Friday, October 11, 2013

Facing the Atlas Blizzard

My family is among the western South Dakota ranchers who were directly in the path of winter storm Atlas. While many have heard there was a storm, many have not heard about the devastating loss of livestock, despite ranchers taking every precaution to prevent sickness and death.
This is our Katrina, our Sandy, our extremely rare and deadly tornado. The western plains are dotted with dead animals, some of them my own. Our lifestyle makes us independent, self sufficient people, and while we may not look it on the outside, we are crippled and heartbroken on the inside. This natural disaster has torn people's lives and livelihoods apart.
I cannot fully explain the feelings mixed within me that were almost physically sickening as my family and I rode in the blizzard's aftermath, searching for live cattle and identifying the dead. I did cover some aspects in a firsthand account I wrote for BEEF Magazine that can be read here.
Our animals, both those that lived and those that did not, are our pride and joy, what we have invested our entire financial means into, and what we have happily chosen to spend all our years caring for. There were countless tears as we worked to even make it to our cattle to see how they fared the storm, and many more as we worked through the heartbreaking process of finding animals that didn't survive, and still more here and there as we continue picking up the pieces and working to get past the initial shock, emotional and physical exhaustion so that we can continue to care our cattle that survived.
The thing that is shocking me most is the backlash of people blaming the ranchers, blaming me, for these losses. I cannot comprehend there being a separation between ranchers and animal lovers, as to me they are synonymous, but many feel those two words are on opposite ends of the spectrum. This is not true.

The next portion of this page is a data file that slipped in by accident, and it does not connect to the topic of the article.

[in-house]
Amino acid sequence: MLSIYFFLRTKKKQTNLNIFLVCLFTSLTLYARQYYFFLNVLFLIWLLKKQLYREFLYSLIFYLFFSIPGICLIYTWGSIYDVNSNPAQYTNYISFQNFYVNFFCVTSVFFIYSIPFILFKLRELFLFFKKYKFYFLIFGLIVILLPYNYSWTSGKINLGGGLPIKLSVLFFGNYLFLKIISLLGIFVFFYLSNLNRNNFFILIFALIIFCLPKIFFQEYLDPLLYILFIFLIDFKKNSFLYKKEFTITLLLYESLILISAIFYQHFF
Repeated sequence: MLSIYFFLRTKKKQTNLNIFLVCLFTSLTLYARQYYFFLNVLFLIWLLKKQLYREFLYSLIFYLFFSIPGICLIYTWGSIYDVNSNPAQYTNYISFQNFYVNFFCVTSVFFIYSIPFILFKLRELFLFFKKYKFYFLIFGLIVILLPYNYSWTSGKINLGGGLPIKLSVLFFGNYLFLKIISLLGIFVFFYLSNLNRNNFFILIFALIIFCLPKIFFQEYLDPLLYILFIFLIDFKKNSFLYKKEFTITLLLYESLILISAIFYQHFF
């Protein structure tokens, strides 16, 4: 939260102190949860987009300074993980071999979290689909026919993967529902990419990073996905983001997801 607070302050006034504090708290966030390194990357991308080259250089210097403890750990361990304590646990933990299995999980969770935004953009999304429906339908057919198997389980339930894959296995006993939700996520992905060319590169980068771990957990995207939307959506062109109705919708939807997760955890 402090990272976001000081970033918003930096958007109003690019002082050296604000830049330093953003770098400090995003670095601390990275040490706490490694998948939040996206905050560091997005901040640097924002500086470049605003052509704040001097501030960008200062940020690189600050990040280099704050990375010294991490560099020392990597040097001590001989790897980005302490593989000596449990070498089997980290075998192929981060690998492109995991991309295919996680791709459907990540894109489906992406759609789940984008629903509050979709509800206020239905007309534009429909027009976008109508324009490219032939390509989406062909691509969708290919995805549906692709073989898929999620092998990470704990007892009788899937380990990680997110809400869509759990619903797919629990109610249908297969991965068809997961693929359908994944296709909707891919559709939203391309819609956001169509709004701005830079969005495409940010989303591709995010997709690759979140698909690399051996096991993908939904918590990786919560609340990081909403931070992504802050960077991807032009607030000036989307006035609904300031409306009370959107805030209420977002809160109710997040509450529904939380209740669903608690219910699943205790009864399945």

Shame on you for sitting behind the anonymity of a computer screen, in the comfort of your home or business, and slamming me, my friends and my neighbors who are too busy working through this natural disaster to take the time to reply to you, because we are out physically caring for our animals and those belonging to anyone else we happen to find.
I have yet to see one self proclaimed animal lover/hater of ranchers here physically helping and contributing to the welfare of animals, looking us in the eye, and knowing for themselves if their claims against us are justified or misguided.
Just as it is impossible to understand the aftermath of something like Katrina or Sandy, it is also impossible to understand how this natural disaster played out if you weren't front and center for it. My family, and all the people around us, did everything we ever learned in the course of multiple lifetimes in this business to prepare our cattle for the storm. Myself and my friends and neighbors all understand that an animal's needs are different than a humans in weather related situations, and that was also taken into consideration when determining what to do in preparation.
Many commenters have asked why we didn't have all the cattle in barns. There are a few reasons for this. One is that cattle, like wildlife, have the hair coats, hide and internal organs designed for the outdoors, and almost always survive weather events better in areas of natural protection instead of in barns. Another is that it is unfeasible to have the scale of barn it would require to house entire herds, and a huge barn would prevent the area from growing grass, which the cattle need more than a barn 99.9 percent of the time. A third reason is that while barns provide protection from some weather events, there is also increased concern of trampling or sickness when cattle are grouped that close together for an extended period of time, which is often more deadly than the weather event. Lastly, this being what it was, it didn't matter where the cattle were, and I feel very fortunate mine weren't in or near a barn as that is where many people suffered their greatest losses.
Another complaint I've seen in more than one place is this is just another way for us ranchers to get in line for a bailout, government subsidy, or other form of free money and federal help. Excuse me?! First, I have never, in my life, received any form of livestock related government subsidy and have no reason to believe that will change in light of this storm. Secondly, there is no government bailout that I've heard of. My husband and I had insurance, but were informed it will likely not cover our losses. We, and we alone, are financially responsible for our loss. To be perfectly clear, there is no federal government assistance occurring at all, no red cross, no army corps of engineers, and no money being dolled out to us. That is fine, and I am not complaining, simply setting the record straight on this misunderstanding.